Medieval manuscripts blog

10 posts from November 2011

02 November 2011

Countdown to the Royal Opening


The opening of Royal Manuscripts: The Genius of Illumination is just days away! Her Majesty the Queen, accompanied by the Duke of Edinburgh, will officially open the exhibition next week; and visitors will be able to see this unprecedented display of Royal manuscripts from Friday, 11 November 2011, until Tuesday, 13 March 2012.

Tickets for the exhibition go on sale soon. You can find details here regarding ticket prices and exhibition opening hours. We encourage you to book your tickets in advance of your visit! A catalogue and guide to the manuscripts will be available from the British Library shop.

Don't forget that the Royal App can be purchased at a special discount until 11 November! You can read more about the App in Wired.

The installation of the exhibits is already underway. Alongside the British Library's sumptuous manuscripts will be exceptional loans from other institutions, all waiting to be unveiled to the public.

Daily Telegraph Omne Bonum1
Several newspapers have recently published features on certain manuscripts that will be on display. The Daily Telegraph examined a fascinating medieval encyclopaedia known as Omne Bonum (All good things), focusing on its frank entries relating to the deadly sins of adultery and gluttony. The entry on Anglia (England), shown below, depicts a much more dignified personage, the king of England.

K90058-34omnebonumThe king of England sitting enthroned with a sword at the beginning of the entry on England, Royal 6 E. vi, f. 107.

Meanwhile, the Sunday Telegraph elaborated on two manuscripts containing ‘mirrors for princes’, texts providing guidance to kings (and future kings) on how they might rule both themselves and their kingdoms (‘Middle Ages illuminated as Royal manuscripts shine in new exhibition'). The first of these stunning books was commissioned for the young Edward III, shortly before he became king, and contains the Secretum secretorum (Secret of secrets), a text attributed in the Middle Ages to Aristotle, tutor of Alexander the Great. This story has since been picked up by the Daily Mail ('Might be worth a look, Wills: The medieval manuscripts that told England's monarchs how to be a king').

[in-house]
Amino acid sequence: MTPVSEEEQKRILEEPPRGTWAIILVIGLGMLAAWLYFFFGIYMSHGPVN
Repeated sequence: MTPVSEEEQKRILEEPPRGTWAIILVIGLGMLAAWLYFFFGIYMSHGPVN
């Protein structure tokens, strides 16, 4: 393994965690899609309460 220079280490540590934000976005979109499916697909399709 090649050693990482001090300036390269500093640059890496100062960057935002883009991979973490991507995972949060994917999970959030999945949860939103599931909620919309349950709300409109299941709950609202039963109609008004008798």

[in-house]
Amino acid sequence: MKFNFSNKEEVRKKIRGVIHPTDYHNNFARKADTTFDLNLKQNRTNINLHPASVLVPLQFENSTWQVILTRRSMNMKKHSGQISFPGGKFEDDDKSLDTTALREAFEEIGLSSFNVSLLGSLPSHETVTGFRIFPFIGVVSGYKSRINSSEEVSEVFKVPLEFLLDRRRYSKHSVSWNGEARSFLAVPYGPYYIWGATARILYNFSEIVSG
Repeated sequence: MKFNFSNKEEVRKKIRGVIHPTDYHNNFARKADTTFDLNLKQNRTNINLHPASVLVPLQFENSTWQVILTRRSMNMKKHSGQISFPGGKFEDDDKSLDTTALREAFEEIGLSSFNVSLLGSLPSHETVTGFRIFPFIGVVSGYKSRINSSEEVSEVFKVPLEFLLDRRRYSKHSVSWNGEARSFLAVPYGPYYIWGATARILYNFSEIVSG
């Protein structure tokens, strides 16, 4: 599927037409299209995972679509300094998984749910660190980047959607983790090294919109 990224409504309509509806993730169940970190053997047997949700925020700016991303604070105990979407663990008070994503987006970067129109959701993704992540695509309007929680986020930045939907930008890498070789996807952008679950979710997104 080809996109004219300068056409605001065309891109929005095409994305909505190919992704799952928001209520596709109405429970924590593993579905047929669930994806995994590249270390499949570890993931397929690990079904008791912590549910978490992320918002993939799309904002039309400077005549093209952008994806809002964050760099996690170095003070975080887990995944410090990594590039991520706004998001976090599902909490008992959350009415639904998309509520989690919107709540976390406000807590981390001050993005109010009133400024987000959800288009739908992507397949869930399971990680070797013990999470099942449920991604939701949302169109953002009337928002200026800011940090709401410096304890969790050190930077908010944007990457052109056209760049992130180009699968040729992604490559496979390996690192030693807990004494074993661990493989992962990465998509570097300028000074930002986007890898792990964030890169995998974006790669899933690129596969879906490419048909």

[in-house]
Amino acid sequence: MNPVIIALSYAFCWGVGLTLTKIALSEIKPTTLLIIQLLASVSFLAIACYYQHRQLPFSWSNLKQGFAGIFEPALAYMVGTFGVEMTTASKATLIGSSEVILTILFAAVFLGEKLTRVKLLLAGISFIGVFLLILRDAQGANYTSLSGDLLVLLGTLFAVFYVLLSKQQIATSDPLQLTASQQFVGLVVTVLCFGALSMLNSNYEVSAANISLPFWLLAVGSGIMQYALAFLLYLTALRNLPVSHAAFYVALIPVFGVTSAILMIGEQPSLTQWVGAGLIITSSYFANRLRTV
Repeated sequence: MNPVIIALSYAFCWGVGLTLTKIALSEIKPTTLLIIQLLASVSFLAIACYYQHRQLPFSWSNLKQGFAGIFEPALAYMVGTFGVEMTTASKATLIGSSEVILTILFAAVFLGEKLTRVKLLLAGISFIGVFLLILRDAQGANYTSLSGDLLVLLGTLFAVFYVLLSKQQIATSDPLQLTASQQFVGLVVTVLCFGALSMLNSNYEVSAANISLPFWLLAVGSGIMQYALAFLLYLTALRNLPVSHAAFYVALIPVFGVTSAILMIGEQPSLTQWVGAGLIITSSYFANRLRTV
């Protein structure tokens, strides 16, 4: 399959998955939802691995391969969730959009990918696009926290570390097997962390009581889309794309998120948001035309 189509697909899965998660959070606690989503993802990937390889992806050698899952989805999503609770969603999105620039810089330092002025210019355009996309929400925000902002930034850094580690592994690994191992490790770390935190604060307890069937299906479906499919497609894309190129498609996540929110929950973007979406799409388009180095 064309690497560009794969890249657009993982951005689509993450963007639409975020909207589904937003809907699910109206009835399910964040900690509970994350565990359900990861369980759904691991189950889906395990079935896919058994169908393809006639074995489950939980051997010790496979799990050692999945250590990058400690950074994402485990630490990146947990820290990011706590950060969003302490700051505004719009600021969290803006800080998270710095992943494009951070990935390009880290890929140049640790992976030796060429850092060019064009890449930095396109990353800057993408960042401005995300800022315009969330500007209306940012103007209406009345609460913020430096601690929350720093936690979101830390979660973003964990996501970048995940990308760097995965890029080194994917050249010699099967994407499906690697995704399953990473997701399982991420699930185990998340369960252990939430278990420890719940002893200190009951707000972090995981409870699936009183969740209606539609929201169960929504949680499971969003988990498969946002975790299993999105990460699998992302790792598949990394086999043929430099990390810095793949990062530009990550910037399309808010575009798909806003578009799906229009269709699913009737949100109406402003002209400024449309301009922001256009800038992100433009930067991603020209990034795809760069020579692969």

011ADD000047680U00014V00Miniature of Alexander the Great with his advisor, Aristotle, seated behind him, Additional 47680, f. 14v.

The second book contains an English ‘mirror for princes’, Thomas Hoccleve’s Regement of Princes, which he dedicated to the future Henry V. Evidently, it was common practice to provide guidance to young princes in medieval England, in anticipation of their ascending to the throne.

011ARU000000038U00037000Miniature of Prince Henry presenting the book to John Mowbray, 2nd duke of Norfolk, who kneels before him, Arundel 38, f. 37.

Royal Manuscripts celebrates these and other manuscripts, some of the greatest surviving works of art from the Middle Ages.

- Royal project team

01 November 2011

A Calendar Page for November

For a further discussion of medieval calendars, as well as the Isabella Breviary itself, please see the post for January.


Additional 18851, f. 6v: calendar page for November

This calendar page, for the month of November, contains another unusual depiction of a zodiac sign.  Sagittarius, the archer, is commonly shown as a centaur (half-man, half-horse), but in this instance his lower body appears to be a lion.  Below, the work of fattening hogs and cattle continues, while two men in the lower left seem to be engaged in a sale of livestock.